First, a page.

Henryton State Hospital: A Marriottsville, MD Legacy

Establishment and Early Years

Nestled in Marriottsville, in southern Carroll County, Maryland, the Henryton State Hospital complex once stood as a beacon of medical advancement and racial equality. In 1922, the Maryland Board of Mental Hygiene established the hospital, initially naming it the Henryton Tuberculosis Sanatorium.

Comprising six main structures and a utility plant, the original complex was built between 1921 and 1923. This construction marked a pivotal moment in Maryland’s efforts to care for all tubercular patients.

While Henryton was among the first facilities in Maryland to offer equal treatment to African Americans, some have argued that its primary function was containment and quarantine rather than genuine medical care for tuberculosis sufferers.

The establishment of the Henryton Sanatorium reflected the times, addressing the quadruple rate of tuberculosis among African Americans in Maryland compared to whites. It was a place of hope, healing, and controversy that would leave an indelible mark on the community.

Expansion and Challenges

The late twenties and early thirties saw a surge in the tuberculosis rate among African Americans in Maryland. The increasing demands placed a strain on Henryton, necessitating its expansion. In 1938, the hospital received a budget of $270,000 to erect new buildings, accommodating an additional 200 patients.

The expansion was not without its challenges. The hospital faced demands for a refrigerated morgue when it cremated and disposed of an African American child’s remains before notifying the parents. This incident, among others, added complexity to the hospital’s operations.

The construction of new buildings nearly doubled the facility’s size, with additional municipal structures further expanding the complex. Yet, by the time these buildings were finished in 1946, the tuberculosis rates had declined, resulting in more space than needed.

Henryton’s growth and challenges were emblematic of a broader struggle in healthcare during that era. The hospital’s expansion and its controversies painted a vivid picture of a community grappling with medical, social, and racial issues.

Transformation and Rehabilitation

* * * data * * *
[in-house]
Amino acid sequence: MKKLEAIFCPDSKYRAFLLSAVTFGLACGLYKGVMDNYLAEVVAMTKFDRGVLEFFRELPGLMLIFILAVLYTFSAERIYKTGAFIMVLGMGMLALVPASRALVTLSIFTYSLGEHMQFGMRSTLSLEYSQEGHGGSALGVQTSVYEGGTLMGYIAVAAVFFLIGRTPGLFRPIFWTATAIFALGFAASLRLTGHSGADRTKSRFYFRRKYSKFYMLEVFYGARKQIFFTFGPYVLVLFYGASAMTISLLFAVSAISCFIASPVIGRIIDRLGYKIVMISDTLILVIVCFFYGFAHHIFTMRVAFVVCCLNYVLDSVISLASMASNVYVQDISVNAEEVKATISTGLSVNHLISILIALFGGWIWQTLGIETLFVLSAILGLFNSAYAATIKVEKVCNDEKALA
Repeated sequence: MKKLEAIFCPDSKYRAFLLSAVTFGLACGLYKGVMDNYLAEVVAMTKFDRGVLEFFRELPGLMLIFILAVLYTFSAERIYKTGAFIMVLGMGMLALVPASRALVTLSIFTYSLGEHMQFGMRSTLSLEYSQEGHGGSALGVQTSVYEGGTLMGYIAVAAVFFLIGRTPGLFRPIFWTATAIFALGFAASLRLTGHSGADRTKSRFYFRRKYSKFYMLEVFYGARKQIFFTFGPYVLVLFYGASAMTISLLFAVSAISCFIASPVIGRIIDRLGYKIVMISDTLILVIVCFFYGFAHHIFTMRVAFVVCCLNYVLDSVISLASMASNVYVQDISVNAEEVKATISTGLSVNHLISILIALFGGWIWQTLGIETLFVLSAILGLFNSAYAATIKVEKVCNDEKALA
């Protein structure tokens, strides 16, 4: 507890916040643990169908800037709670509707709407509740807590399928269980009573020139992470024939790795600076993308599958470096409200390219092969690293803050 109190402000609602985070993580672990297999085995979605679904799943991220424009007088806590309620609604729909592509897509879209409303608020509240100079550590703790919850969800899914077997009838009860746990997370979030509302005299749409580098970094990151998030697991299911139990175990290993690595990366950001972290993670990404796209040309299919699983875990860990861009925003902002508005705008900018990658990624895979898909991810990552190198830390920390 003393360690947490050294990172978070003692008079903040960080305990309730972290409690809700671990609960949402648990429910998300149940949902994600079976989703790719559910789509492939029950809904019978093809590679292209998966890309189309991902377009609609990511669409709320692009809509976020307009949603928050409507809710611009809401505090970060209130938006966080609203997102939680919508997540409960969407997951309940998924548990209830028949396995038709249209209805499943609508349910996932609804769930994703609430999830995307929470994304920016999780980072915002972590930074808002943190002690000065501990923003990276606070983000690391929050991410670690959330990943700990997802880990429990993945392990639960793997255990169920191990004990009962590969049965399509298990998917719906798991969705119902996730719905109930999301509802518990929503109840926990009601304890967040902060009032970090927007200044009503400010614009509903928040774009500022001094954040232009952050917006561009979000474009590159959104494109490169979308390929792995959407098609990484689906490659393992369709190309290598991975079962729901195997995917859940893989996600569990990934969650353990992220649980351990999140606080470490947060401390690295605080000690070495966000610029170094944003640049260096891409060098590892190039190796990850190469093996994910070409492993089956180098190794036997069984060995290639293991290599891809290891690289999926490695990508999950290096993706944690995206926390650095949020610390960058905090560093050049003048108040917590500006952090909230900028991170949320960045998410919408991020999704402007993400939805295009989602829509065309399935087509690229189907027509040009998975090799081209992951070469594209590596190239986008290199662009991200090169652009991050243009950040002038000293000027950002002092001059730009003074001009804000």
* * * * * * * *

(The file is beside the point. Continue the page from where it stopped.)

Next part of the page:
In 1963, a significant transformation took place at Henryton. A merger between the Maryland Board of Mental Hygiene and the Department of Health led to the change of the sanatorium into the Henryton State Hospital Center.

The hospital ended its operations as a tuberculosis treatment facility and was converted to serve as a facility for the training and rehabilitation of adults with disabilities.

Upon its reopening in 1963, Henryton State Hospital was home to 200 residents, filling just over half of the 330 available spots within the facility. The rehabilitation program was a great success, returning many patients to their respective communities and some to the workforce.

However, the hospital faced challenges, including the sweeping away of the Henrytown Bridge by Hurricane Agnes in 1972. Despite these obstacles, the hospital continued to serve its community, reflecting a spirit of resilience and innovation.

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Henryton State Hospital: Closure and Decay

The late seventies and early eighties marked a shift in mindset from institutionalization to more outpatient and home care.

The change towards outpatient and home care led to a decline in the number of residents at Henryton State Hospital. Consequently, the Maryland Department of Health and Mental Hygiene terminated the training program in 1984.

By 1985, Henryton had fewer than 100 resident patients, and operations were being phased out. The hospital was eventually emptied and secured, with doors locked and windows boarded up, marking its permanent closure. The once-bustling hospital became a site for urban explorers, vandals, drifters, and drug addicts.

The decades since the facility’s closure saw extensive damage to the buildings, suspicious fires, and a haunting sense of decay. The once-proud institution became a symbol of abandonment and loss, a poignant reminder of a bygone era.

Demolition and Legacy

Henryton State Hospital‘s story reached its conclusion with the hospital’s demolition. A sum of $3.5 million was set aside for the task, covering both the razing of the structures and the removal of asbestos. The entire project reached completion in September 2013.

The hospital was one of many historic buildings lost to arson and neglect in the region. Yet, its legacy lives on through the efforts of groups like Save Henryton, a non-profit organization founded specifically for the rehabilitation and preservation of the hospital.

Today, a site wall with a small plaque remains on site. The land where the hospital once stood has been integrated into Patapsco Valley State Park, with grass growing where the original buildings were. Henryton’s story continues to resonate, a complex tapestry of medical history, community, and memory.

Conclusion

The story of Henryton State Hospital is a rich and multifaceted one. From its establishment as a pioneering medical facility to its transformation, closure, and eventual demolition, Henryton’s history reflects broader societal changes and challenges.

Its legacy continues to touch the lives of those who remember it, a symbol of progress and loss. The hospital’s story is a testament to the power of community, resilience, and memory, a narrative that inspires and resonates long after its doors have closed.

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